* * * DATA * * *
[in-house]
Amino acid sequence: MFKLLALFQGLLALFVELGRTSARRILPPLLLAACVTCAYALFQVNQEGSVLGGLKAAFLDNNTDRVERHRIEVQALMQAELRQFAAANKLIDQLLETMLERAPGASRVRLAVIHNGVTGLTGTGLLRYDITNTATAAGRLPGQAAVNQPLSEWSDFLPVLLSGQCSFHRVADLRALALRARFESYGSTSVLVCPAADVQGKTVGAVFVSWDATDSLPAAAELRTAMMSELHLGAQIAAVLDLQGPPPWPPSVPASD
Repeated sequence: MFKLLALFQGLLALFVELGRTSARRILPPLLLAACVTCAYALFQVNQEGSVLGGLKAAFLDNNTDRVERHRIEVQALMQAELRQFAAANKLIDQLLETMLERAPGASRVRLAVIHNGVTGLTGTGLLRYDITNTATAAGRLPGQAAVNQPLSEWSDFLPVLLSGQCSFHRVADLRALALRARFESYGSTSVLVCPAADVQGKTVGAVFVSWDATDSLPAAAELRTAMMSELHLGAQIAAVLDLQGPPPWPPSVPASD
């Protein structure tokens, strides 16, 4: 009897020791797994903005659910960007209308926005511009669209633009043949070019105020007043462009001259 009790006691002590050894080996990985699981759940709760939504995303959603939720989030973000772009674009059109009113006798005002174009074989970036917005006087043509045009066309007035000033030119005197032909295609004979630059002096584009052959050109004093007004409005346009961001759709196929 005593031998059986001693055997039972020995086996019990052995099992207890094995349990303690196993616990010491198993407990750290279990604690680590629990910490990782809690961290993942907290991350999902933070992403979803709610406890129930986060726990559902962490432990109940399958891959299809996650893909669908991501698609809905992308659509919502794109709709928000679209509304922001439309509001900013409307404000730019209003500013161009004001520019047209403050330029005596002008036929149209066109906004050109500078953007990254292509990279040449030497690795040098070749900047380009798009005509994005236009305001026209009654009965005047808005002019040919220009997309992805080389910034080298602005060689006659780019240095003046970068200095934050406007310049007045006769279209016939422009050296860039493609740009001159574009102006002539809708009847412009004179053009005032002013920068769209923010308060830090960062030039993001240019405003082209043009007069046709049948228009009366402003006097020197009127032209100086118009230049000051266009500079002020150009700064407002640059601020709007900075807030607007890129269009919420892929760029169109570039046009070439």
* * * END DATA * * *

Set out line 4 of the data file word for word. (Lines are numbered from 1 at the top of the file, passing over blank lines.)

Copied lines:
């Protein structure tokens, strides 16, 4: 009897020791797994903005659910960007209308926005511009669209633009043949070019105020007043462009001259 009790006691002590050894080996990985699981759940709760939504995303959603939720989030973000772009674009059109009113006798005002174009074989970036917005006087043509045009066309007035000033030119005197032909295609004979630059002096584009052959050109004093007004409005346009961001759709196929 005593031998059986001693055997039972020995086996019990052995099992207890094995349990303690196993616990010491198993407990750290279990604690680590629990910490990782809690961290993942907290991350999902933070992403979803709610406890129930986060726990559902962490432990109940399958891959299809996650893909669908991501698609809905992308659509919502794109709709928000679209509304922001439309509001900013409307404000730019209003500013161009004001520019047209403050330029005596002008036929149209066109906004050109500078953007990254292509990279040449030497690795040098070749900047380009798009005509994005236009305001026209009654009965005047808005002019040919220009997309992805080389910034080298602005060689006659780019240095003046970068200095934050406007310049007045006769279209016939422009050296860039493609740009001159574009102006002539809708009847412009004179053009005032002013920068769209923010308060830090960062030039993001240019405003082209043009007069046709049948228009009366402003006097020197009127032209100086118009230049000051266009500079002020150009700064407002640059601020709007900075807030607007890129269009919420892929760029169109570039046009070439």